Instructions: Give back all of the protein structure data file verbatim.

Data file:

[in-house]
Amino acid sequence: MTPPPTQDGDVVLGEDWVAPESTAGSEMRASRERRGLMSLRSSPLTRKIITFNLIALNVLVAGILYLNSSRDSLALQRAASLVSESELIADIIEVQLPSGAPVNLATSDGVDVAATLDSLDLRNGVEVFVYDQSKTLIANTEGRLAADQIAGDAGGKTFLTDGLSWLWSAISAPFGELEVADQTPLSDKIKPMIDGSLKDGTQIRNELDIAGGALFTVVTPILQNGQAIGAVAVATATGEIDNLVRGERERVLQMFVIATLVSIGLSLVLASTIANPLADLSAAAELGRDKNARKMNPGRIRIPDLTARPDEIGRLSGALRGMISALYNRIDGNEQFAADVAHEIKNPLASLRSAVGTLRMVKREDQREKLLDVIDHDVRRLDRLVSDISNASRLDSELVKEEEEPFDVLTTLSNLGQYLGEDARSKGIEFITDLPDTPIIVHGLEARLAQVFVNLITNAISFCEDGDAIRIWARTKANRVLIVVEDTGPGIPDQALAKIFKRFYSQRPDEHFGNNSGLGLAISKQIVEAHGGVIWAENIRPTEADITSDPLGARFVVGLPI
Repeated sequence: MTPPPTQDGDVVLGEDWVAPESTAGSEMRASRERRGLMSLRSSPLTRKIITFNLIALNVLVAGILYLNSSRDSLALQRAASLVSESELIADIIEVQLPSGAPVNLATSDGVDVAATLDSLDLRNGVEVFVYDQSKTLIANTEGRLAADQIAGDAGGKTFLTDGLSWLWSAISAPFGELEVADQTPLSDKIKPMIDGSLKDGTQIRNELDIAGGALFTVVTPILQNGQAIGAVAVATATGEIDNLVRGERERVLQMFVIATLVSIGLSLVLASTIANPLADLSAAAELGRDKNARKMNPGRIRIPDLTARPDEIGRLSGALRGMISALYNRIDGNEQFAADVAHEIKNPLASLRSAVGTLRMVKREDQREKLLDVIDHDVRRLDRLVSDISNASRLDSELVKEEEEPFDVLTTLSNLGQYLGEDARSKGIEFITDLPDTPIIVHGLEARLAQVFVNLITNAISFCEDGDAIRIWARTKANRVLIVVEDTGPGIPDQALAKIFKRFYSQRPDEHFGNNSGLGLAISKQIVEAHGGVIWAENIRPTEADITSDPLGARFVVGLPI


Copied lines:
[in-house]
Amino acid sequence: MTPPPTQDGDVVLGEDWVAPESTAGSEMRASRERRGLMSLRSSPLTRKIITFNLIALNVLVAGILYLNSSRDSLALQRAASLVSESELIADIIEVQLPSGAPVNLATSDGVDVAATLDSLDLRNGVEVFVYDQSKTLIANTEGRLAADQIAGDAGGKTFLTDGLSWLWSAISAPFGELEVADQTPLSDKIKPMIDGSLKDGTQIRNELDIAGGALFTVVTPILQNGQAIGAVAVATATGEIDNLVRGERERVLQMFVIATLVSIGLSLVLASTIANPLADLSAAAELGRDKNARKMNPGRIRIPDLTARPDEIGRLSGALRGMISALYNRIDGNEQFAADVAHEIKNPLASLRSAVGTLRMVKREDQREKLLDVIDHDVRRLDRLVSDISNASRLDSELVKEEEEPFDVLTTLSNLGQYLGEDARSKGIEFITDLPDTPIIVHGLEARLAQVFVNLITNAISFCEDGDAIRIWARTKANRVLIVVEDTGPGIPDQALAKIFKRFYSQRPDEHFGNNSGLGLAISKQIVEAHGGVIWAENIRPTEADITSDPLGARFVVGLPI
Repeated sequence: MTPPPTQDGDVVLGEDWVAPESTAGSEMRASRERRGLMSLRSSPLTRKIITFNLIALNVLVAGILYLNSSRDSLALQRAASLVSESELIADIIEVQLPSGAPVNLATSDGVDVAATLDSLDLRNGVEVFVYDQSKTLIANTEGRLAADQIAGDAGGKTFLTDGLSWLWSAISAPFGELEVADQTPLSDKIKPMIDGSLKDGTQIRNELDIAGGALFTVVTPILQNGQAIGAVAVATATGEIDNLVRGERERVLQMFVIATLVSIGLSLVLASTIANPLADLSAAAELGRDKNARKMNPGRIRIPDLTARPDEIGRLSGALRGMISALYNRIDGNEQFAADVAHEIKNPLASLRSAVGTLRMVKREDQREKLLDVIDHDVRRLDRLVSDISNASRLDSELVKEEEEPFDVLTTLSNLGQYLGEDARSKGIEFITDLPDTPIIVHGLEARLAQVFVNLITNAISFCEDGDAIRIWARTKANRVLIVVEDTGPGIPDQALAKIFKRFYSQRPDEHFGNNSGLGLAISKQIVEAHGGVIWAENIRPTEADITSDPLGARFVVGLPI